By Carolyn Heinze
Developing safety protocol is kind of like predicting the future: with all the variables that can contribute to a potential accident (or “incident” depending on your preference), where does one begin? And, once an accident does occur, how should organizations go about preventing the same thing from happening again while tending to the needs of any injured employees?
Gary Chambers, MS, CIH, is a certified industrial hygienist based in Studio City, Calif. and the author of Concise Guide to Workplace Safety and Health: What You Need to Know, When You Need It. With more than 25 years of experience counseling organizations in both the public and private sectors on occupational safety and health, he offers the following nuts-and-bolts advice to safety-conscious distributors.
Q: What factors go into identifying potential workplace hazards?
GC: One of the factors is: Do you even know what to look for? There are resources out there that can help you with this. The federal governments in both the United States and Canada have fantastic resources online (www.osha.gov and www.canoshweb.org). Many states and provinces also provide useful information or even on-site consultation services.
If you are starting out, you are going to pick the low-hanging fruit—the most obvious things that might be a problem. It’s just a process of building from there. It’s going to be different for everybody, depending on whether you have somebody on staff with a particular interest in this area, or the time. Safety and health is often the last thing people worry about, because it’s not the major function of most businesses. It is a process. Do some thinking ahead of time. If you try to think about what could go wrong—it doesn’t mean that it’s going to go wrong—it starts the creative juices flowing for how you will confront a problem that pops up, even if it’s not exactly what you envisioned.
Q: What about rural facilities that aren’t located close to emergency response services? What do you advise distributors to do in this case?
GC: I would argue that people are a lot closer to emergency medical services than they think. EMS are within 20 minutes of most facilities—and often much less than that. I don’t think people appreciate the sophistication that is available in ambulance services. They aren’t just gurney jockeys; these people really know their stuff. Obviously, they aren’t going to do heart transplants, but they can do an incredible amount while they are getting someone to an emergency facility. And, emergency service personnel people are very open to becoming more aware of, and more familiar with, your property. For example, many organizations are required to have, or can ask for, fire departments to tour their facilities, and both you and they can potentially benefit.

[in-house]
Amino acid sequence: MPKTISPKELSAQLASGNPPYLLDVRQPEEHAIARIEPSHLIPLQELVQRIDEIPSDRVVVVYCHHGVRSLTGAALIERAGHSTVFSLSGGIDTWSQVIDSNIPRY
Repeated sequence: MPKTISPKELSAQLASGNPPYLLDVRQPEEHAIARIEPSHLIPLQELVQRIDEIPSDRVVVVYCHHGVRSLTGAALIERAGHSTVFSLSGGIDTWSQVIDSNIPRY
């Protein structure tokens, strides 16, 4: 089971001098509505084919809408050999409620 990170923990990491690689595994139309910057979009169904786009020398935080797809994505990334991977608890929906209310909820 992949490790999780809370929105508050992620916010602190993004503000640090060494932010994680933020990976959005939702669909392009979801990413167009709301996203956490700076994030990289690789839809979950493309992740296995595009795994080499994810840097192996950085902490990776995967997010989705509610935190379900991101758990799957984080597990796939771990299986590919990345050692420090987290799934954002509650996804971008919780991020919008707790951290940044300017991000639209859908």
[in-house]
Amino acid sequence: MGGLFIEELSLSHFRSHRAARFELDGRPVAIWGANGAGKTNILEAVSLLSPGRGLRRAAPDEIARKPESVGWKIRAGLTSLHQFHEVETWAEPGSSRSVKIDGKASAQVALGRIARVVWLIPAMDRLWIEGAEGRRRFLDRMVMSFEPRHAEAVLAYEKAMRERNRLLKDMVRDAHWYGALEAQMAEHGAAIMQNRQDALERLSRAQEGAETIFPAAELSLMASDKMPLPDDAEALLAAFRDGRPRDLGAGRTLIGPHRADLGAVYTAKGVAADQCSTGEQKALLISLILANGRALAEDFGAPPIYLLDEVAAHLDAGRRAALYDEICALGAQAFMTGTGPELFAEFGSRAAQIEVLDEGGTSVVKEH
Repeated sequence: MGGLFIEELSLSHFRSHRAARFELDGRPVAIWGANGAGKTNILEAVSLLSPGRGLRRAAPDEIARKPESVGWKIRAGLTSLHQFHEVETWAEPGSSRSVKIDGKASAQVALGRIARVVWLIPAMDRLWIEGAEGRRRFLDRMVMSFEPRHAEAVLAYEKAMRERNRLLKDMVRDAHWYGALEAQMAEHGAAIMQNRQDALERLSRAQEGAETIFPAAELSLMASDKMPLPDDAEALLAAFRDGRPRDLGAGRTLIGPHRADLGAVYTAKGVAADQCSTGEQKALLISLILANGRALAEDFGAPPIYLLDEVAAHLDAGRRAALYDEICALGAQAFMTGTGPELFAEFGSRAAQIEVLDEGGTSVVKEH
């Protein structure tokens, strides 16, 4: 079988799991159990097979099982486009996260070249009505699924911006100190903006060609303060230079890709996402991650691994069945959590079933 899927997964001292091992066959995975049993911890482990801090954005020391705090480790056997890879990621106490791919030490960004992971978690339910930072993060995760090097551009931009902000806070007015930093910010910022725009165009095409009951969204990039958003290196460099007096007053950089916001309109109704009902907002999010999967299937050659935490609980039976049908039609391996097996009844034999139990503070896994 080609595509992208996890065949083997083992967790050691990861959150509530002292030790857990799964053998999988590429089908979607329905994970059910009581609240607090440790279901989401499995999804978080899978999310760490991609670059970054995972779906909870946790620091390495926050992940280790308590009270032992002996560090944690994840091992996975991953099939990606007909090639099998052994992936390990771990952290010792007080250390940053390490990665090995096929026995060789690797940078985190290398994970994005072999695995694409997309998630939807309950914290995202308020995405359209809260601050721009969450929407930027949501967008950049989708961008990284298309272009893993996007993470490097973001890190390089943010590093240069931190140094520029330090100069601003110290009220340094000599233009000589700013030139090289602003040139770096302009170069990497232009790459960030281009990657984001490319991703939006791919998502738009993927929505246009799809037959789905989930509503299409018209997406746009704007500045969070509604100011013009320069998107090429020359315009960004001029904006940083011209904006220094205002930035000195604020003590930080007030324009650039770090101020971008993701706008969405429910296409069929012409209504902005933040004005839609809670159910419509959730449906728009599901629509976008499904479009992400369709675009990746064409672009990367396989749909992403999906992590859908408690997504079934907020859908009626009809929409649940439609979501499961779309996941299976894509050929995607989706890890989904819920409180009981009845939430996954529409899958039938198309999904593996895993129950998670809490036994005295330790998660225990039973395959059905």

Think about first aid training. In some cases, it’s an obligation, depending on the workplace exposures. It can’t hurt—no pun intended—to have someone on staff who can provide first aid and deal with Bloodborne Pathogen exposures.
Q: Once an accident has occurred, what steps should be taken to ensure that it is investigated properly?
GC: To preserve the scene, have safety tape available to block off the area. Interview people separately, if at all possible, and soon. People’s perceptions change over time. I do a lot of interviews with people about their workplace concerns, and I know how unreliable the accuracy of what people say can be. One person will say, “That process started two weeks ago.” Someone else will say, “That started two months ago.”
You have to have a climate in which people can actually speak candidly. The investigators’ attitudes, and the way they present themselves, is critical. Is there support from the top for safety and health? You need to have an environment where people can report problems without fear of reprisal.
Q: Should employees be “punished” if they were injured on the job because they weren’t following procedure?
GC: Usually not. However, I can imagine situations where employees have been counseled repeatedly about something, and they still continue to go against procedure. If they are injured, or injure others, as a result of this, it would be tempting to discipline them. But, you better have some documentation to back up your disciplinary action. Initially, however, try to find out what caused the incident, and don’t make assumptions until you learn.
Q: What about return-to-work policies? How do these work best?
GC: I can’t imagine why someone wouldn’t want to have a return-to-work program. The logic of return-to-work programs is that you don’t let a person, regardless if they have been working for two months or 20 years, get into the habit of staying at home and watching TV all day. It’s a shock for them to not be at work, even though the concept of not going to work may be very attractive for a while. You want to interfere with that process so that these new patterns don’t get solidified. Another aspect of return-to-work programs is that you don’t want to give the employee meaningless work.
If you have a general policy of returning people to work—even though they are not at full capacity and you are giving them alternative tasks to perform—let them know about that before the incident happens. This is a company policy, and you broadcast it: This is what we plan to do.Tagged with tED